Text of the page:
5.0 out of 5 stars My book of 2007!, 29 Dec. 2007
I read Hurting Distance last night (30th Dec) and it has blown all the other competition out of the water for my book of 2007...

I really didn't much like Little Face by the same author and only picked this up as there was nothing else available and within 5 minutes I was engrossed. The novel looks at crime from a very different viewpoint to most books, giving a dimension to victim, police and perpetrator as the trinity of crime that creates a truly mesmerising aspect as the plot unfolds with the mixture of simple and sheer coincidence that only real life tends to offer.

The characters are a similiar mixture of incredibly real yet incredibly unreal that makes it feel like you really are following the Naomi's narration of her story as an invited observer which adds tension and heartbreak as the novel progresses.

I defy anyone to guess the ending of this novel...I was gasped out loud when it was finally revealed...and if I hadn't been in an airport lounge it would have made me cry...

This is a heartbreaking novel that will haunt you but thrill you with the quality of the writing and characters. Truly exceptional!
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6 of 6 people found the following review helpful
5.0 out of 5 stars Creepy, chilling and convincing, 7 Nov. 2007
By 
SJSmith (UK) - See all my reviews
(TOP 1000 REVIEWER)   
I wish there were more stars availabe as this book has left me chilled. I was captivated! I read the second half of the book alone last night and I wish I hadn't; my heart was racing. Although there are a few bits I'd like to discuss with someone to clear up; this has got to be the best thriller I've read this year and possibly one of my top ten books of the year.

I've not read `Little Face' therefore I have no preconceptions of this writer's style. If it's as good as this I'll wait until I have company thank you very much! I did partially struggle with the how Sophie Hannah had Naomi addressing Robert as `you' as this made the reading somewhat challenging. However, when the plot runs away from about Chapter 9, I was able to switch off from this.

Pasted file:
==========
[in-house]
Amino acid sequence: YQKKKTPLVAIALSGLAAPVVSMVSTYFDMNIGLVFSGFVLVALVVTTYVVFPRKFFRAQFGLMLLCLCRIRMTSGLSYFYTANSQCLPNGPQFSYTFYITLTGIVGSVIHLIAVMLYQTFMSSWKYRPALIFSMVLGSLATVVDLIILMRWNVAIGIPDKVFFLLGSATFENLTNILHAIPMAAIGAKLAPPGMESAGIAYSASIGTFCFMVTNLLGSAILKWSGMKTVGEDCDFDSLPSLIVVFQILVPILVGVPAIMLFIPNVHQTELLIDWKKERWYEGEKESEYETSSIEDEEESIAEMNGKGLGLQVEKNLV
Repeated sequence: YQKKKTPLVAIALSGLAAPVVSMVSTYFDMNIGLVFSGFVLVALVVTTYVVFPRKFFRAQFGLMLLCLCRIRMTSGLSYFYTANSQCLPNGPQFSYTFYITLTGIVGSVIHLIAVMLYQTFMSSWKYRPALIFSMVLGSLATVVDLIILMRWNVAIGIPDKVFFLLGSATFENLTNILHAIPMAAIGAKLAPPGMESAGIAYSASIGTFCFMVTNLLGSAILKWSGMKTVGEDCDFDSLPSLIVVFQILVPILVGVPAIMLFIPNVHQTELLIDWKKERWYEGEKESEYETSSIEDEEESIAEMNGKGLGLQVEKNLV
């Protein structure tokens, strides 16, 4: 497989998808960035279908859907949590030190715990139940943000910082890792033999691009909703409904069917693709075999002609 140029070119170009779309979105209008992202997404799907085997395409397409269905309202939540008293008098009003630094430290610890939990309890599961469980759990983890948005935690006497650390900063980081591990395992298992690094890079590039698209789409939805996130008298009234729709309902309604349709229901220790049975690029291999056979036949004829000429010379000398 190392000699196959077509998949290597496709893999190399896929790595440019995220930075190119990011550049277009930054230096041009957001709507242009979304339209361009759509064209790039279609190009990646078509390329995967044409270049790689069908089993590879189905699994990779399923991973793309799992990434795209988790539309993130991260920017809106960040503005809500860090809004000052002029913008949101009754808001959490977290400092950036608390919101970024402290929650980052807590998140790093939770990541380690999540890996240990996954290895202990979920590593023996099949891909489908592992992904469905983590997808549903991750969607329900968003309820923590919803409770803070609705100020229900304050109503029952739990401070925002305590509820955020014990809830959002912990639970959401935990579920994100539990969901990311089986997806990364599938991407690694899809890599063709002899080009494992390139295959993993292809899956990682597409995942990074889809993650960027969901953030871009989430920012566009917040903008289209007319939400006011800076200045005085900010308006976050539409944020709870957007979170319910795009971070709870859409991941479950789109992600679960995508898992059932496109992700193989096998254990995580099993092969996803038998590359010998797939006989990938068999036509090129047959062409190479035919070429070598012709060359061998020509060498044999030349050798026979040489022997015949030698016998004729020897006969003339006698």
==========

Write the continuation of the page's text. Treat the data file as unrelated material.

We are introduced to quite a few characters over the space of the novel but the main one is Naomi Jenkins. Having suffered a traumatic experience (and I mean traumatic, it is quite horrific) three years ago, she hasn't really got over it in my opinion. Having never told anyone she decides to describe it in detail when her married lover, Robert Haworth goes missing. She figures that by saying Robert committed the crime in question against her the police will take her concerns seriously, as opposed to presenting herself as a jealous mistress.

I've not carried out any research into this book so I don't know how Sophie Hannah has been able to write with such clarity but my goodness it is disturbing and gripping. You will like Naomi one minute and despise her next; then there comes along her flat mate, the detective and other characters. Be prepared for one huge rollercoaster. Cancel your plans and turn on the fire; this is a read you need to be ready for.
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7 of 7 people found the following review helpful
3.0 out of 5 stars not brilliant, 19 Oct. 2007
I have to disagree with most of the other reviewers and say I felt it started well, interesting scenario, interesting main character, but as the book went on it descended into a less and less believable crime thriller and the last section was pretty ridiculous.
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2 of 2 people found the following review helpful
3.0 out of 5 stars Engaging story, till it got bonkers, 12 Aug. 2012
This review is from: Hurting Distance: Culver Valley Crime Book 2 (Spilling CID series) (Kindle Edition)
This is an interesting novel and my first by Sophie Hannah, which was given to me by a friend.

The female characters are well drawn and believable but she doesn't quite pull off the male characters. My biggest gripe is the central relationship between Naomi and Robert. We're told Naomi is a successful, intelligent, independent businesswoman, but are then expected to believe she'd be head over heels with Robert, a dull, predictable lorry driver, who admits he's too spineless to leave his wife and only sees Naomi for three hours a week in a grotty motorway hotel. He even folds his clothes before they have sex. It doesn't convince.